When to Include Taxable Accounts in a Retirement Plan

Invest part of your nest egg outside tax-sheltered accounts.

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We are bombarded with tax-advantaged choices in which to do our retirement saving, including 401(k)s and IRAs. However, there are several situations in which it makes sense to invest for retirement elsewhere, like in a taxable brokerage account. Here are a few valid reasons you might want to do some of your retirement saving outside of the traditional tax-sheltered accounts.

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1. You've maxed out your limits for the year. There is only so much tax-sheltered investing you can do. Tax-deductible 401(k) contributions are limited to $16,500 (plus $5,500 catch up contributions for those age 50 and older) in 2010. Traditional IRA and Roth IRA contributions are limited to $5,000 (plus $1,000 catch up contributions) in 2010. If you are fortunate enough to be able to save more than these maximums, then you might want to turn to a taxable account to do some more investing during the year. When the new year rolls back around, go back to contributing to your tax-sheltered accounts.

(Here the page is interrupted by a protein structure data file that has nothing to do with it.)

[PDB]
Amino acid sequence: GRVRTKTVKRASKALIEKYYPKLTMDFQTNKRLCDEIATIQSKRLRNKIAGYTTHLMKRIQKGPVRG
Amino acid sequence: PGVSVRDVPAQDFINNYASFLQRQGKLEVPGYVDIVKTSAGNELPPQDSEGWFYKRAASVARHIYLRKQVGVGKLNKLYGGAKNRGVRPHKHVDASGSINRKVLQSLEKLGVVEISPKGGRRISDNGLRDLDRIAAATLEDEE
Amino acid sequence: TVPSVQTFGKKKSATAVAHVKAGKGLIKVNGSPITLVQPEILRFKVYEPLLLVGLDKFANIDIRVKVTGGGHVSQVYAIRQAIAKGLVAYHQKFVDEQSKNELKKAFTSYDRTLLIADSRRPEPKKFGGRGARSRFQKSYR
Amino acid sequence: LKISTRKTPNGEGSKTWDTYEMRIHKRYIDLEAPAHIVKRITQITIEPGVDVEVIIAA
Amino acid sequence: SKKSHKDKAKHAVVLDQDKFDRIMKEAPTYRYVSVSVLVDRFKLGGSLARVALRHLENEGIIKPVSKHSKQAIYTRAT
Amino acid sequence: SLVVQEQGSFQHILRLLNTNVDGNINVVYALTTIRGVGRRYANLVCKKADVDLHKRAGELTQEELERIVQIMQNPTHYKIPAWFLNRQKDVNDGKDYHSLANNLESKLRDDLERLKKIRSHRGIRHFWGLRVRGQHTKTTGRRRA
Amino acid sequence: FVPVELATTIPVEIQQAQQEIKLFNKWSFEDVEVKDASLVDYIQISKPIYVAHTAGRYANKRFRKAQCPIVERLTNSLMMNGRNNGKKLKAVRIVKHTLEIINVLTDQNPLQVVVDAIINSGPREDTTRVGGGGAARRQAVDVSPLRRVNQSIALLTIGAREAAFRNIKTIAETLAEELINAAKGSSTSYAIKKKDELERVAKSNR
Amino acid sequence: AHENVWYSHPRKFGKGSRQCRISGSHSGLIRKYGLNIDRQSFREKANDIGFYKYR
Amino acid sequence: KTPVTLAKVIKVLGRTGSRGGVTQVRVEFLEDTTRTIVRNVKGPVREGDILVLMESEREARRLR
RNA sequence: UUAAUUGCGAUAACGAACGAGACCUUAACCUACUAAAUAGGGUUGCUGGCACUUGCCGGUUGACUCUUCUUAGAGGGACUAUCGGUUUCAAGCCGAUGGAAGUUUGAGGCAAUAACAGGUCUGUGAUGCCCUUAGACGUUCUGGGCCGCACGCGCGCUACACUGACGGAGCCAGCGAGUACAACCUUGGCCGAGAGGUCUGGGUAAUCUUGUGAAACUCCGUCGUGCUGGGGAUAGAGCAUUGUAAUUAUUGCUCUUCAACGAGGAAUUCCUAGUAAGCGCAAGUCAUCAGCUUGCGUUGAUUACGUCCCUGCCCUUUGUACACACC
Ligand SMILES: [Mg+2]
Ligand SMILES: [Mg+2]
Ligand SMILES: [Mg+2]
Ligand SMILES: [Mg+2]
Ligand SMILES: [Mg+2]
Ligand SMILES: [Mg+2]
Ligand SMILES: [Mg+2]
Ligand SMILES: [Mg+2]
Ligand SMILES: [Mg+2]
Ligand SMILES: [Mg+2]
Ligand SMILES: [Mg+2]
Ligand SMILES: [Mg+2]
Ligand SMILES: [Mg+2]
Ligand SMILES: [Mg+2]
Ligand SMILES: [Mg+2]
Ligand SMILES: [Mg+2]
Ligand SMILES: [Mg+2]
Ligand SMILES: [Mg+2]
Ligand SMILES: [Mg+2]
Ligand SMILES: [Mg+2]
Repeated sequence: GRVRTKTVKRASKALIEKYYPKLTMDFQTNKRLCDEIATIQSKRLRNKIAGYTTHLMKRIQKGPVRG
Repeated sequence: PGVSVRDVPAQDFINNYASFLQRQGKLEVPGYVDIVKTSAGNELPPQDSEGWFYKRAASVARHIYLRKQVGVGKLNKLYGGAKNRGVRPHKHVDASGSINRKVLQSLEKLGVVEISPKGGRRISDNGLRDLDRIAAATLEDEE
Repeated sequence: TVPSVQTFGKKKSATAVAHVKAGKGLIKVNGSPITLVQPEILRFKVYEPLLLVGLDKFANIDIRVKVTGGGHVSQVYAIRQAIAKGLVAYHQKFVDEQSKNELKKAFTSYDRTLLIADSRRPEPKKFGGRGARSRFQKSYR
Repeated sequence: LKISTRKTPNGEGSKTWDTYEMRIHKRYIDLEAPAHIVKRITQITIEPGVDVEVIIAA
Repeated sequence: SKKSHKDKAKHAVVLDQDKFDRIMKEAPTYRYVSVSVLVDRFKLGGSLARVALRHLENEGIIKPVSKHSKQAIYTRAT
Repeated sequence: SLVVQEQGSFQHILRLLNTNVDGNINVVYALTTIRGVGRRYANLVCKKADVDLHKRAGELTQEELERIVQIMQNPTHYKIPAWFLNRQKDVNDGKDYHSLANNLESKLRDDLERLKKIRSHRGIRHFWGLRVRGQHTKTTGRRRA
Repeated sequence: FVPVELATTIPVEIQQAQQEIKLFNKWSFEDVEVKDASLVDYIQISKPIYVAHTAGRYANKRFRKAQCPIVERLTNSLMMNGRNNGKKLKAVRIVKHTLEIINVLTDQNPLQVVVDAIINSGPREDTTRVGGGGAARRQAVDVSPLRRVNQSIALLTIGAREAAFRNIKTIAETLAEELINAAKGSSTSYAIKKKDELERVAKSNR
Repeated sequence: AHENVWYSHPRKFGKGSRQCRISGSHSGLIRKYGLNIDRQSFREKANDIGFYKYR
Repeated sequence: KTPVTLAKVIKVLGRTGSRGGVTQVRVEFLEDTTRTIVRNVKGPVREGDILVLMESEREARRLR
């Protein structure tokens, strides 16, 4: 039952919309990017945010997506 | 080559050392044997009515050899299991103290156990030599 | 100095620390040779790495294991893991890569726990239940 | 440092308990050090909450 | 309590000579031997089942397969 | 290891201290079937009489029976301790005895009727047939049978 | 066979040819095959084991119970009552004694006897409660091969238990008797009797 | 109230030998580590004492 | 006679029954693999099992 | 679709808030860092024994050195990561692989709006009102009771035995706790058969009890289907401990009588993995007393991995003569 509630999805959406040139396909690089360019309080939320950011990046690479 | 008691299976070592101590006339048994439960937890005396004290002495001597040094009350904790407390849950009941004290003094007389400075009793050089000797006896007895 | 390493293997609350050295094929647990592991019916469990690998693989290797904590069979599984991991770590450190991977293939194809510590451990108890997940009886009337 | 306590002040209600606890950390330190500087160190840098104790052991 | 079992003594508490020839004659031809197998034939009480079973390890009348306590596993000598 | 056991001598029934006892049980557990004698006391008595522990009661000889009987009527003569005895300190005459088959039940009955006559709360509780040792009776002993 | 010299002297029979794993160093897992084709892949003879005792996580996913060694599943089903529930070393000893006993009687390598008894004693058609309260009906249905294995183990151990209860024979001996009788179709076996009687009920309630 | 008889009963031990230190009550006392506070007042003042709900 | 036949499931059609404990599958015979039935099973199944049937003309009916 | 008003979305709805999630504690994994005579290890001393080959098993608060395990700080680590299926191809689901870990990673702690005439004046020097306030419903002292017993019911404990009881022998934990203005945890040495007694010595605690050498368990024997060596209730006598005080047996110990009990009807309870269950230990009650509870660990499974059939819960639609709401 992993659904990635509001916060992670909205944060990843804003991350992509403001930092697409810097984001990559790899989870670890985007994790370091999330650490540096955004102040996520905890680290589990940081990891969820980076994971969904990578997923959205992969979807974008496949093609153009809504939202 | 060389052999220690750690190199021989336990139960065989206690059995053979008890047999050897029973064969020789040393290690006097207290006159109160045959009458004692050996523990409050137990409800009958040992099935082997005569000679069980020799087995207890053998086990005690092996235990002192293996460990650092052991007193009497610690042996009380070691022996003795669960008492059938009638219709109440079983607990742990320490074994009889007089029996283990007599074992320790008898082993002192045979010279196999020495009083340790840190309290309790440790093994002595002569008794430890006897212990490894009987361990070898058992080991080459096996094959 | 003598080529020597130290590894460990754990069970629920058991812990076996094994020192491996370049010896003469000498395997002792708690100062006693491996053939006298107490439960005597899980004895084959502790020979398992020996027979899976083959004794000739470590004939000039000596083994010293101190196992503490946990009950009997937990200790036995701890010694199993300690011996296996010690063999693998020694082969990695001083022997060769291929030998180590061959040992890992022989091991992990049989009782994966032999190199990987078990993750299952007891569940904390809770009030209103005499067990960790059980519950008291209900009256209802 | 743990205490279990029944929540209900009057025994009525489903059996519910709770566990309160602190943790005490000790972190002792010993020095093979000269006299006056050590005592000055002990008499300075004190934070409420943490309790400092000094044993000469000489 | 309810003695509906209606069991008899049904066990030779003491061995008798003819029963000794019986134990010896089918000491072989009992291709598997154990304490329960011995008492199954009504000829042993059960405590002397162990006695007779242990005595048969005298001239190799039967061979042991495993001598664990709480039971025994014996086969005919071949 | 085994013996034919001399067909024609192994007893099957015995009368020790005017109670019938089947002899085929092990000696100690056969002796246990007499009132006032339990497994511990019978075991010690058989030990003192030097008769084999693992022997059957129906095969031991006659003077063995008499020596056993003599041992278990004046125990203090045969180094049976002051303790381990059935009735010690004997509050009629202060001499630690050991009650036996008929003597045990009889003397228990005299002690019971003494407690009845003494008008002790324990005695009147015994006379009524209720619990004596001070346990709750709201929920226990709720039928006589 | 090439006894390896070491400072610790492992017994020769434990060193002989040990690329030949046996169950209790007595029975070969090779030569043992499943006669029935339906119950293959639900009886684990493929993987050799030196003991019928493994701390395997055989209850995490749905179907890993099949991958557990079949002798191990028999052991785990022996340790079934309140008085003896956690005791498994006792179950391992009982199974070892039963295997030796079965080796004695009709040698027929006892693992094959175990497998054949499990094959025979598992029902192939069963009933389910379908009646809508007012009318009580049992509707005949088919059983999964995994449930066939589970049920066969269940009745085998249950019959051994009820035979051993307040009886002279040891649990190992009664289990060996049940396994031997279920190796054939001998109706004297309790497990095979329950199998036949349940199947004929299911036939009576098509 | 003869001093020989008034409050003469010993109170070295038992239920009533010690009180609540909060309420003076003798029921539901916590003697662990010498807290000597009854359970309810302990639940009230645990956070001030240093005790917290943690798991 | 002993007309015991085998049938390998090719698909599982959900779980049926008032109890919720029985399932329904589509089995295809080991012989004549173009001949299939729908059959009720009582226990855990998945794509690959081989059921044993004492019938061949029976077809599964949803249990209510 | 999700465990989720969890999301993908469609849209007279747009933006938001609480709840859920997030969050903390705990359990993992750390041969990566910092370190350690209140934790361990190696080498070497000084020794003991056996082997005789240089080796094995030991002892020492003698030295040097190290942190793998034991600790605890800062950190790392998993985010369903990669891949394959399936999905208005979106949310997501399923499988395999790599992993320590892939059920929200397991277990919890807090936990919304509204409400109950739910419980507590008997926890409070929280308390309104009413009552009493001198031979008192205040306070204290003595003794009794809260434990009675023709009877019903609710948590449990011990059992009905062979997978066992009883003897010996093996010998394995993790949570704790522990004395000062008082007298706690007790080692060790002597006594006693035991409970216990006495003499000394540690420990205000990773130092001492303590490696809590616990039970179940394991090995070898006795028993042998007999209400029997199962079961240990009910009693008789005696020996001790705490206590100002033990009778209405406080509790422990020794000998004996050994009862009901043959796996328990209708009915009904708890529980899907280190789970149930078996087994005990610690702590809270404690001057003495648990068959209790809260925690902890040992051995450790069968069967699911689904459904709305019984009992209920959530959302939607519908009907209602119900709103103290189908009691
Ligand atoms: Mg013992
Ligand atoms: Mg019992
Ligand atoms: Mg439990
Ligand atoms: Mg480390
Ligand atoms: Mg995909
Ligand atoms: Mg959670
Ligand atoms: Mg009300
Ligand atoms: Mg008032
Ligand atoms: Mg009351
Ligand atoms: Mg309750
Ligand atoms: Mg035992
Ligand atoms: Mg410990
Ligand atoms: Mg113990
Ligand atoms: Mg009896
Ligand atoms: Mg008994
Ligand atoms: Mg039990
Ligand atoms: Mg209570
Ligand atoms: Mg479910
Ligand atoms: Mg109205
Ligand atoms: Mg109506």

2. Your income limits your ability to contribute. Tax-deductible contributions to IRAs are limited by the modified adjusted gross income from your current year tax return. If your income is too high, you may need to turn to taxable accounts to do the rest of your investing.

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3. You want more flexibility. Taxable investing accounts are generally flexible in terms of how much you can contribute each year, as well as how much and how often you can withdraw your funds. If you need some flexibility with your retirement funds, then a taxable account may be the way to go, at least for portion of your savings. Another account you might consider using is a Roth IRA. Although you are limited on the amount you can contribute each year, Roth IRA withdrawals can often be completed with fewer restrictions.

4. You want to invest in tax-free investments. The government won't let you invest in certain tax-free bonds by using a tax-advantaged retirement account. You must invest in these funds using a regular taxable account.

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Keep in mind that both taxable investing and tax-advantaged investing should be a part of your overall retirement savings plan. Obviously it makes sense to gain as much of a tax advantage as you can, but if there is a valid reason, start investing with a taxable account. Taxable accounts can be opened at the same places you have your 401(k) or IRA. In fact, they may even give you a break on trading fees since you already have funds there.

Philip Taylor is the author of 104 Ways to Save Extra Money. Read his popular blog, PT Money: Personal Finance for more insightful money tips, like his recent suggestions for the best online checking accounts.